Milk that’s available at grocery stores in most states has been pasteurized, meaning it is not raw. The process of pasteurization, invented by French scientist Louis Pasteur in 1864, kills bacteria in food and drinks through the use of heat. In order for milk to be considered “pasteurized”, it must be heated to 145 degrees for 30 minutes, 161.5 degrees for 15 seconds, or even 280 degrees for two seconds. Through this process, most of the potentially harmful bacteria in the milk are killed.
Conversely to pasteurized milk is raw milk. Raw milk is milk that has not been exposed to heat, and thus the naturally occurring microbes found in the milk, including any bacteria or enzymes, remain. This is also how people consumed milk for thousands of years, as pasteurization is a relatively new process, and how people in many countries are still using it.
Before industrialization, raw milk was typically produced and consumed in a rather short amount of time, and didn’t travel far distances to reach its consumers. As people in the United States began moving into cities, and as population density increased and sanitary conditions worsened, milk began making people sick. Vulnerable to harmful bacteria, raw milk was easily contaminated in the less-than-sanitary conditions. The problem was exacerbated by the milk produced at dairies tied to distilleries, where cows often in poor condition were fed the grain refuse from whiskey production.
Due to these disease outbreaks, in the early 1900s some states and later the United States government took a hard stance against raw milk and haven’t eased up since. However, members of rural communities in particular grew up drinking raw milk throughout the century, and the support for it continues among a growing number of people.
The FDA (Food and Drug Administration) and the CDC (Centers for Disease Control and Prevention) remain staunch critics of raw milk, reiterating their stance against the “serious health risk” it poses, and insisting that both raw milk and many products made with raw milk are unsafe to eat. They cite analysis done by the CDC that purports that between 1993 and 2006 more than 1500 people in the U.S. got sick from raw milk or cheese made form raw milk. The underlying idea is that because raw milk is full of bacteria, it is very susceptible to harmful bacteria that can thrive in that environment.
Supporters of raw milk cite a number of different reasons as to why the traditional way of drinking milk offers unique health benefits. First, many believe that the pasteurization process diminishes the nutrient content of the milk. There has been some research that suggests this could be true, such as this study that reported a decrease in copper, manganese, and iron following heat treatment.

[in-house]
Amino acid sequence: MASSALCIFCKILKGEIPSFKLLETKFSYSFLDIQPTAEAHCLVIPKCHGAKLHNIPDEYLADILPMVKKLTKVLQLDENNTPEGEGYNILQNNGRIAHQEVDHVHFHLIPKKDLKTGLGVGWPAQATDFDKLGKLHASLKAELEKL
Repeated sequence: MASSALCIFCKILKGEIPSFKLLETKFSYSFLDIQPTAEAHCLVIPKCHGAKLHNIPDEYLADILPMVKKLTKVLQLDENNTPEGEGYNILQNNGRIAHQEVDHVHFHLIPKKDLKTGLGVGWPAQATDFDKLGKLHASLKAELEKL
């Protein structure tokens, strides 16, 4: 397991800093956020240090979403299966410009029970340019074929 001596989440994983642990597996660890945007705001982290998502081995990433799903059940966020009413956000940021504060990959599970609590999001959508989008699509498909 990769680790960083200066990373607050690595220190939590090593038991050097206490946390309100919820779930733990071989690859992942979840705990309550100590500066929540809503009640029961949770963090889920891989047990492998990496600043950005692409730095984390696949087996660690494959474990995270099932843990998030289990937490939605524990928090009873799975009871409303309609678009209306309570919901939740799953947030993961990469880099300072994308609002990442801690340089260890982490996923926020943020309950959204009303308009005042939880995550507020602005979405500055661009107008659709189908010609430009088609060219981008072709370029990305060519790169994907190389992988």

Raw milk proponents also point to its digestibility. While many people struggle to digest pasteurized milk due to lactose-intolerance or other issues, many report not having the same trouble with raw milk. In fact, some report being able to consume raw milk without any of the negative symptoms of lactose-intolerance that they experience when consuming pasteurized milk.
Some final major points made by raw milk proponents is that raw milk is full of a wealth of beneficial gut bacteria and enzymes that are destroyed during the pasteurization process. Proponents believe that both the beneficial bacteria and active enzymes in raw milk aid in digestion (which is why some lactose-intolerant people can drink it) and help fight against diseases form harmful bacteria.
Raw Milk Access
In some states, like Iowa and Nevada, any sale of raw milk is outright illegal. In others, like Virginia, North Dakota and Ohio, herd shares, which allow consumers to buy a share in a herd and therefore drink the milk produced by a cow that they own, are legal. Some states allow raw milk to be sold to anyone as long as its sold on-site at the farm. In these states, consumers often self-organize in informal buying clubs, that then designate a driver to make periodic trips to local farms to make joint purchases of milk for members of a club. Only about 10 states, including California and Pennsylvania, allow raw milk to be sold in any retail stores. Farm-to-consumer Legal Defense Fund website lets you check the individual rules for your state.
In a few states, the sale of raw milk as pet food is legal, including Maryland, home of a small farmer Kelly Hensing. At Hensing’s Hilltop Acres, Kelly was one of the first farmers in the state to receive a permit to sell her raw cow milk as pet food. If you’re in the area, you can visit Kelly’s farm for grass-fed beef, pastured pork, and of course raw milk labeled as pet milk.
What do you think? Have you tried raw milk? Let us know!